Tag: herb garden

Planting Garlic in the Herb Garden – A Final Task Before Winter

I meant to pre-order my garlic bulbs back in July, and it slipped my mind. Oops. Fortunately, we were able to get some of the last supply from Baker Creek Heirloom Seed Company. (Thanks, Anna!) We ordered Russian Red garlic and the bulbs arrived in perfect condition. Russian Red is a pungent, hard-neck variety, with large cloves. It’s a good keeper.

Planting garlic is super easy. Divide the bulb into individual cloves, by removing the papery outer layer(s). Leave the final layer of paper on each clove. How pretty are the colors on these cloves?!

Dig holes to a depth of 3″ – 4″, spaced about 6″ apart. If you’ve got a dibbler, now is the time to put it to work! Place each clove into a hole with the root end facing down and the pointed end facing up.

Without disturbing the clove, carefully smooth the soil over and fill in the hole. Harvest a few more shards of tile and glass, and a couple of rusty nails while you’re at it.

We placed a few inches of mulch over the garlic to help insulate them throughout the winter. And that’s it. Now tap your fingers impatiently and wait for spring!

Disclosure: In addition to occasional sponsored posts, Arthurized Home uses clickable affiliate links. That means that I may receive a small commission from sales at no extra charge to you. As always, my opinion is 100% my own, and I only recommend things that I truly love or use myself. Thank you for patronizing the brands that support Arthurized Home!

Copyright 2019 © Arthurized Home – All Rights Reserved. This post is the original content of Arthurized Home. If you’re reading this on another site, it’s unArthurized.

Drying Coriander Seeds

I mentioned in the mid-summer garden update that I turned my head for a minute and the cilantro bolted. Yep. That happened.

Did you know that the herb cilantro refers to the leaves of the plant, and coriander, the seed, is a spice? Cool, huh? She’s one hardworking plant.

I’m harvesting and drying the coriander seeds this week. Once the plant has started to turn brown, snip off the seed heads. Since I’ve never done this before, I’m not sure how brown is brown enough. Half of the plants are still green.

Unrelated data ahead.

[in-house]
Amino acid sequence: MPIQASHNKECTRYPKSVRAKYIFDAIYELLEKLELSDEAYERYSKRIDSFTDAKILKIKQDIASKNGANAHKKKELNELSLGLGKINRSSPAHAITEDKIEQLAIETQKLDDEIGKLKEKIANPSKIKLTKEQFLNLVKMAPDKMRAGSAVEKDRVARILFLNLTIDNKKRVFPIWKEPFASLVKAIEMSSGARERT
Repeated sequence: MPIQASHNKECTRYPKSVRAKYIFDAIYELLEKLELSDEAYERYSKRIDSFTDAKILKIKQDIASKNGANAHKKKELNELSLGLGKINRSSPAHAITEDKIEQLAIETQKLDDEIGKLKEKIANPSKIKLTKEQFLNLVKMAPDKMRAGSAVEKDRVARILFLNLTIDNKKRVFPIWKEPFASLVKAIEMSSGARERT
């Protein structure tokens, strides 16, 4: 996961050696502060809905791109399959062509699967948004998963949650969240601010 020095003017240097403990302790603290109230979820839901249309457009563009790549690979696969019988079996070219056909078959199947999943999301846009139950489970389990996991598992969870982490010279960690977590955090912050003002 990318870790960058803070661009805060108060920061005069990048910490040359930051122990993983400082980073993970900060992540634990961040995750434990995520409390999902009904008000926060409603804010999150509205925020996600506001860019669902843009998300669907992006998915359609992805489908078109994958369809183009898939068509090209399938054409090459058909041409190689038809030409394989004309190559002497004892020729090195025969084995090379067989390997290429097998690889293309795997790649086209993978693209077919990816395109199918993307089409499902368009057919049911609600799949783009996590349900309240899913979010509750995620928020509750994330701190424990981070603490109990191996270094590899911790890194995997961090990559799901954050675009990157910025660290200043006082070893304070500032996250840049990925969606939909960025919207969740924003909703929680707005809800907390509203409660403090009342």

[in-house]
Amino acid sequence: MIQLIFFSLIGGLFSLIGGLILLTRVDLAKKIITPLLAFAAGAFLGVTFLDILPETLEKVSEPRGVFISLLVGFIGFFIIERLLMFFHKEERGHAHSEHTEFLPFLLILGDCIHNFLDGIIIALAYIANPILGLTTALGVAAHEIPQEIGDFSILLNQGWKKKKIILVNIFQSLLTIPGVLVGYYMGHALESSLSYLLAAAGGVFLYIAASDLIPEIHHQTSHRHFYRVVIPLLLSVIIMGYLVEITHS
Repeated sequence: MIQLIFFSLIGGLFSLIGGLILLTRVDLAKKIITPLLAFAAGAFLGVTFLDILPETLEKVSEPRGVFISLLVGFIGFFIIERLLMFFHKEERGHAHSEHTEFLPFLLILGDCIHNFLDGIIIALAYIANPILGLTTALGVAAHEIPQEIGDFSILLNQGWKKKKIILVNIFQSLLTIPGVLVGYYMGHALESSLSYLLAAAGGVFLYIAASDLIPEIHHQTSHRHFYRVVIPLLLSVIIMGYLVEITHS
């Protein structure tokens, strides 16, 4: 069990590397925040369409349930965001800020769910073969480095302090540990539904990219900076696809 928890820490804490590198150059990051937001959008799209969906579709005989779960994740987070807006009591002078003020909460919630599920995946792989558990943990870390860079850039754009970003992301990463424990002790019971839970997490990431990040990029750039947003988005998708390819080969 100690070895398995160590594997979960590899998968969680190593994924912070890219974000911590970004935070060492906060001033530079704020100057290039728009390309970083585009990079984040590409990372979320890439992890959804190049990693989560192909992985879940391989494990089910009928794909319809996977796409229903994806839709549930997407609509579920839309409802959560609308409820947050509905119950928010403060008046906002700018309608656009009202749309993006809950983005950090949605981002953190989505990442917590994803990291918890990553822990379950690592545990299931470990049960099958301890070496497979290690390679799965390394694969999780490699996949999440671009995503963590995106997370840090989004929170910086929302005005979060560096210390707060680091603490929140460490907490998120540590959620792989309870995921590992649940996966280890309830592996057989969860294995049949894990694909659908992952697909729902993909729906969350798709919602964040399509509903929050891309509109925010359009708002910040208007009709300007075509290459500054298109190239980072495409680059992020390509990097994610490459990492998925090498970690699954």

Allow the seed heads to dry fully. I’ve read that you can harvest the seed heads directly into a paper bag for drying, but I’m experimenting with drying them on the window screens that I used to dehydrate the basil. Which worked beautifully, by the way.

We run our dehumidifier in the basement constantly, so that area should work well for drying any plant. Once dry, the seeds will fall, and can be collected and stored in a sealed container.

I’m not sure if I can get one more crop of cilantro out of the herb bed before frost, but I’m going to try. Regardless, I’ll save this seed to plant in the spring.

For more reading on cilantro/coriander:
https://www.almanac.com/plant/coriander-and-cilantro

Disclosure: In addition to occasional sponsored posts, Arthurized Home uses clickable affiliate links. That means that I may receive a small commission from sales at no extra charge to you. As always, my opinion is 100% my own, and I only recommend things that I truly love or use myself. Thank you for patronizing the brands that support Arthurized Home!

Copyright 2019 © Arthurized Home – All Rights Reserved. This post is the original content of Arthurized Home. If you’re reading this on another site, it’s unArthurized.

Preserving Fresh Basil -Trial and Error, and More Trial

Last weekend I harvested our first large batch of basil. Because there is no way we can use this much fresh basil in a timely fashion, I decided to try my hand at preserving it. The first method I’m using is to simply dehydrate it.

I don’t have a fancy schmancy dehydrator, but it’s been blisteringly hot and sunny here lately, so I decided to put the weather to good use. I washed the basil really well and picked it off the stem. Mind-numbing work, right there.

Then, using freshly scrubbed window screens, I simply laid the leaves in a single layer and topped it with another screen to keep bugs out. My plan was to leave this in the sun for a few hours and collect my dried leaves, crush them and store them in an airtight glass jar.

Mother Nature had other plans. While Mark and I were spreading the basil on the screen, we heard thunder rumbling in the distance.

Within a few minutes, we were moving the basil onto our covered porch and scrambling for cover ourselves. Not to worry, we figured we’d just wait until the storm rolled through and put the basil back out when the sunshine returned.